Achieving the 2020 Nature Conservation Targets - A Commission Plan

Recently the European Institutions jointly named 21 May as the European Natura 2000 Day, to emphasise the importance of preserving the natural environment. This comes just a few weeks after the Commission published an Action Plan which aims to enhance the effectiveness of the Birds and Habitats Directives, commonly known as the “Nature Directives”. Natura 2000 is a network of core breeding and resting sites for rare and threatened species (and some rare natural habitat types), the largest coordinated network of protected areas in the world, set up with the aim of conserving European biodiversity. The Commission hopes that the new Action Plan can further enhance this protection by promoting, among others, better coordination as well as compliance and funding opportunities.imp

Various studies have emphasised both the environmental and the economic benefits of the Nature Directives, but there have been voices questioning their effectiveness in practice. Most importantly, the mid-term review of the Biodiversity Strategy found that there was insufficient progress made towards five of the six main Biodiversity Targets to meet the deadline of 2020 – one of which is the implementation of the Birds and Habitats Directives.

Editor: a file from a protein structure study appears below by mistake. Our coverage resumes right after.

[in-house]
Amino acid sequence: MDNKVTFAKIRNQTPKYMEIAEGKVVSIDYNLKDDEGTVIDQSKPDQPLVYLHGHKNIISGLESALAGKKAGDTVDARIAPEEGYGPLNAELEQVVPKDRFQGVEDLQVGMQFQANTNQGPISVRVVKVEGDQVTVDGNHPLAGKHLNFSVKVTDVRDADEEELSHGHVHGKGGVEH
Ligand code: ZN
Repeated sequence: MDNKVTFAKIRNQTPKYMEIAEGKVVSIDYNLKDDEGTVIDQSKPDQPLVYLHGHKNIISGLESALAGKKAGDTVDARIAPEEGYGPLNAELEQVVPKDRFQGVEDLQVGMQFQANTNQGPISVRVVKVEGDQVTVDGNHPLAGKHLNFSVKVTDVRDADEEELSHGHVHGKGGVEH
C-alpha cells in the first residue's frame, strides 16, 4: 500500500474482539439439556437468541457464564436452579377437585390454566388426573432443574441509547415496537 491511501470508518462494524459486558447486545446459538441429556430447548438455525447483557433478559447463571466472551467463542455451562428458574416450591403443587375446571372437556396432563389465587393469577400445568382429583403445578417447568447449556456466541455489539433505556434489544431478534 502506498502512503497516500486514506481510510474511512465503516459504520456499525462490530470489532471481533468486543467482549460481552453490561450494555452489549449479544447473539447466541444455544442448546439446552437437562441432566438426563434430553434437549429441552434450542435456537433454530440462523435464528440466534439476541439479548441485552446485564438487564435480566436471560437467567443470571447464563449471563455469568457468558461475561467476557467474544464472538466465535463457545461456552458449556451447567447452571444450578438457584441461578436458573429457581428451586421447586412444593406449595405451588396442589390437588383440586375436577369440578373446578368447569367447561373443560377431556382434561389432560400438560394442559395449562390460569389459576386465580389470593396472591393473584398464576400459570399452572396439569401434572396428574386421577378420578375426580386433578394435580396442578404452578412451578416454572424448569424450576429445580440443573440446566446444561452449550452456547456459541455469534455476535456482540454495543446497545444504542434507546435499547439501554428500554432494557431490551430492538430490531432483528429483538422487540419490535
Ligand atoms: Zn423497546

In parallel, and in line with the Better Regulation Agenda, the Commission decided to conduct a “Fitness Check” in order to establish whether the Directives are still fit for purpose and what could be done to improve their efficiency. The resulting study established that, although the Directives are still fit for purpose, further improvements are needed in their implementation. These findings were underpinned by a public consultation of unprecedented size, with more than half a million replies from various stakeholders and members of the general public. Among others, limited resources, weak enforcement, poor integration of nature objectives into other policy areas, insufficient knowledge and access to data, and poor communication and stakeholder involvement have all been named as reasons why the Directives have not been able to fulfil their true potential.